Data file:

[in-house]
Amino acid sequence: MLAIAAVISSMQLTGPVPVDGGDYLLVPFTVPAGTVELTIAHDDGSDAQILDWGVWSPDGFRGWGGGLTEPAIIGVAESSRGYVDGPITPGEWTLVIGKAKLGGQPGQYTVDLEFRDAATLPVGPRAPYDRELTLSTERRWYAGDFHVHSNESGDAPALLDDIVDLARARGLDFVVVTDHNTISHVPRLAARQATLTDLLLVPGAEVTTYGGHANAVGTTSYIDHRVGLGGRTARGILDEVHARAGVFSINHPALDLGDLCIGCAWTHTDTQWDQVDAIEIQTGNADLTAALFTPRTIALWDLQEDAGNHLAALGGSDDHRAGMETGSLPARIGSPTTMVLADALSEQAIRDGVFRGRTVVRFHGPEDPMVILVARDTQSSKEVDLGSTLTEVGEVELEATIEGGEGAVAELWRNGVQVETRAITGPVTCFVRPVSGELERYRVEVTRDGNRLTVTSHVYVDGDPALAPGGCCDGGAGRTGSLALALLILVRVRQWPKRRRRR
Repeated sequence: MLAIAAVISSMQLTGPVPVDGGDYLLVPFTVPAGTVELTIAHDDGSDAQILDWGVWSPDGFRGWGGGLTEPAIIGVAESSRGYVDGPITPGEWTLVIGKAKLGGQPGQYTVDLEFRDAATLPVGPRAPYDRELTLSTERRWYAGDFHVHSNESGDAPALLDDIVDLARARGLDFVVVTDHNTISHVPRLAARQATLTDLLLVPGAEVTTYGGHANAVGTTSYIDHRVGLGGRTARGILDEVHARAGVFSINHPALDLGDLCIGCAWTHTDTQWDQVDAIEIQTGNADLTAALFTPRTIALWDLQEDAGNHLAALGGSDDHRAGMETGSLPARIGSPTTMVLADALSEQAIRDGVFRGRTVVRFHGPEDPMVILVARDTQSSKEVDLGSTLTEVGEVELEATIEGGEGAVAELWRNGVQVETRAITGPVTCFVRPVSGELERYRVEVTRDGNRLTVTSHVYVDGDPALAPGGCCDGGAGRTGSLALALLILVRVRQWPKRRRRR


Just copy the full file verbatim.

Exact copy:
[in-house]
Amino acid sequence: MLAIAAVISSMQLTGPVPVDGGDYLLVPFTVPAGTVELTIAHDDGSDAQILDWGVWSPDGFRGWGGGLTEPAIIGVAESSRGYVDGPITPGEWTLVIGKAKLGGQPGQYTVDLEFRDAATLPVGPRAPYDRELTLSTERRWYAGDFHVHSNESGDAPALLDDIVDLARARGLDFVVVTDHNTISHVPRLAARQATLTDLLLVPGAEVTTYGGHANAVGTTSYIDHRVGLGGRTARGILDEVHARAGVFSINHPALDLGDLCIGCAWTHTDTQWDQVDAIEIQTGNADLTAALFTPRTIALWDLQEDAGNHLAALGGSDDHRAGMETGSLPARIGSPTTMVLADALSEQAIRDGVFRGRTVVRFHGPEDPMVILVARDTQSSKEVDLGSTLTEVGEVELEATIEGGEGAVAELWRNGVQVETRAITGPVTCFVRPVSGELERYRVEVTRDGNRLTVTSHVYVDGDPALAPGGCCDGGAGRTGSLALALLILVRVRQWPKRRRRR
Repeated sequence: MLAIAAVISSMQLTGPVPVDGGDYLLVPFTVPAGTVELTIAHDDGSDAQILDWGVWSPDGFRGWGGGLTEPAIIGVAESSRGYVDGPITPGEWTLVIGKAKLGGQPGQYTVDLEFRDAATLPVGPRAPYDRELTLSTERRWYAGDFHVHSNESGDAPALLDDIVDLARARGLDFVVVTDHNTISHVPRLAARQATLTDLLLVPGAEVTTYGGHANAVGTTSYIDHRVGLGGRTARGILDEVHARAGVFSINHPALDLGDLCIGCAWTHTDTQWDQVDAIEIQTGNADLTAALFTPRTIALWDLQEDAGNHLAALGGSDDHRAGMETGSLPARIGSPTTMVLADALSEQAIRDGVFRGRTVVRFHGPEDPMVILVARDTQSSKEVDLGSTLTEVGEVELEATIEGGEGAVAELWRNGVQVETRAITGPVTCFVRPVSGELERYRVEVTRDGNRLTVTSHVYVDGDPALAPGGCCDGGAGRTGSLALALLILVRVRQWPKRRRRR